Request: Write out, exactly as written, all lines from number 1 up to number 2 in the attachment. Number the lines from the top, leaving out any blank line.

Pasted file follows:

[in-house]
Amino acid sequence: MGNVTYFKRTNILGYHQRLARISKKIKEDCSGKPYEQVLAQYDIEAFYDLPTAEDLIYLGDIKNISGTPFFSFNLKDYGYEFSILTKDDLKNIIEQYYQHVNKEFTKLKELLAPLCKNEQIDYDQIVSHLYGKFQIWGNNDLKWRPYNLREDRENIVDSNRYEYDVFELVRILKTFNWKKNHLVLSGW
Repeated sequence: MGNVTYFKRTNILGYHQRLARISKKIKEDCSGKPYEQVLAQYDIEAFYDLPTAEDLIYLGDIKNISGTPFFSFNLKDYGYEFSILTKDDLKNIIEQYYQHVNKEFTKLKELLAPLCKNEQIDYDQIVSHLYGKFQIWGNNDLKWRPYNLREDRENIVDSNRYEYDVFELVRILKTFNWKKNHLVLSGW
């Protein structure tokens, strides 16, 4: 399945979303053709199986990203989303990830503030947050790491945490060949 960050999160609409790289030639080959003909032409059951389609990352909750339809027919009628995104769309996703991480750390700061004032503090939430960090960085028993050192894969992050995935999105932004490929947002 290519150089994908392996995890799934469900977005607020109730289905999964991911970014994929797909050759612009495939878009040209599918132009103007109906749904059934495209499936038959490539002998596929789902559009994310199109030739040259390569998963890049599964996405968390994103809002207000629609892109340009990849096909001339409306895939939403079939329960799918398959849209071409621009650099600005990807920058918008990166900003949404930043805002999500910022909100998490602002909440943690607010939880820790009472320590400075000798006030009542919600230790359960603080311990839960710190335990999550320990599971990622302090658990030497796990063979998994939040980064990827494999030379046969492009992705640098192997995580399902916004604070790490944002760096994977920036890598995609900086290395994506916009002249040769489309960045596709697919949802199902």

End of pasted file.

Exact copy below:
[in-house]
Amino acid sequence: MGNVTYFKRTNILGYHQRLARISKKIKEDCSGKPYEQVLAQYDIEAFYDLPTAEDLIYLGDIKNISGTPFFSFNLKDYGYEFSILTKDDLKNIIEQYYQHVNKEFTKLKELLAPLCKNEQIDYDQIVSHLYGKFQIWGNNDLKWRPYNLREDRENIVDSNRYEYDVFELVRILKTFNWKKNHLVLSGW